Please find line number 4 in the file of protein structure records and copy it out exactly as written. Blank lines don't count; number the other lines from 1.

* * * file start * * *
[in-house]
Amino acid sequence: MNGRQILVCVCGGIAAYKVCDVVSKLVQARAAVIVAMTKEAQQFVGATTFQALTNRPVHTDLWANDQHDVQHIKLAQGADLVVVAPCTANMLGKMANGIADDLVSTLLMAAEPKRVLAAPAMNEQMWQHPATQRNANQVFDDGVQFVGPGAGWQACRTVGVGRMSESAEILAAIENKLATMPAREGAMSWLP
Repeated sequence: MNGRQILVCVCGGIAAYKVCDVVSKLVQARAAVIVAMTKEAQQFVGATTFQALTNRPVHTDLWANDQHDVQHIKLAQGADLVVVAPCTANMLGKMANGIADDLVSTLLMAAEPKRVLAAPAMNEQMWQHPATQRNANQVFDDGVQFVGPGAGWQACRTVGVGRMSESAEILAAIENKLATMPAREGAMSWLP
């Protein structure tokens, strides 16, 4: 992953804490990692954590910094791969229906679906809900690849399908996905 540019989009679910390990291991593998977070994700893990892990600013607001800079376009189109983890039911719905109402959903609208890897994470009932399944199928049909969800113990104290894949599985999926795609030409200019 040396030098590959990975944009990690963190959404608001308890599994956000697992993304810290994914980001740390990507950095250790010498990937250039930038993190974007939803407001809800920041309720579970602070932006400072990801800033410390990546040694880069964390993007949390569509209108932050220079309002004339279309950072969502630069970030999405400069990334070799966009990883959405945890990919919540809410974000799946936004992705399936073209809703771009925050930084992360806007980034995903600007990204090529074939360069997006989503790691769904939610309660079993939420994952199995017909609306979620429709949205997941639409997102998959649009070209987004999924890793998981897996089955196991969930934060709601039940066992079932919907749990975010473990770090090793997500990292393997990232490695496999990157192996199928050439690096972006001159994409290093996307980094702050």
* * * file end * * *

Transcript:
């Protein structure tokens, strides 16, 4: 992953804490990692954590910094791969229906679906809900690849399908996905 540019989009679910390990291991593998977070994700893990892990600013607001800079376009189109983890039911719905109402959903609208890897994470009932399944199928049909969800113990104290894949599985999926795609030409200019 040396030098590959990975944009990690963190959404608001308890599994956000697992993304810290994914980001740390990507950095250790010498990937250039930038993190974007939803407001809800920041309720579970602070932006400072990801800033410390990546040694880069964390993007949390569509209108932050220079309002004339279309950072969502630069970030999405400069990334070799966009990883959405945890990919919540809410974000799946936004992705399936073209809703771009925050930084992360806007980034995903600007990204090529074939360069997006989503790691769904939610309660079993939420994952199995017909609306979620429709949205997941639409997102998959649009070209987004999924890793998981897996089955196991969930934060709601039940066992079932919907749990975010473990770090090793997500990292393997990232490695496999990157192996199928050439690096972006001159994409290093996307980094702050």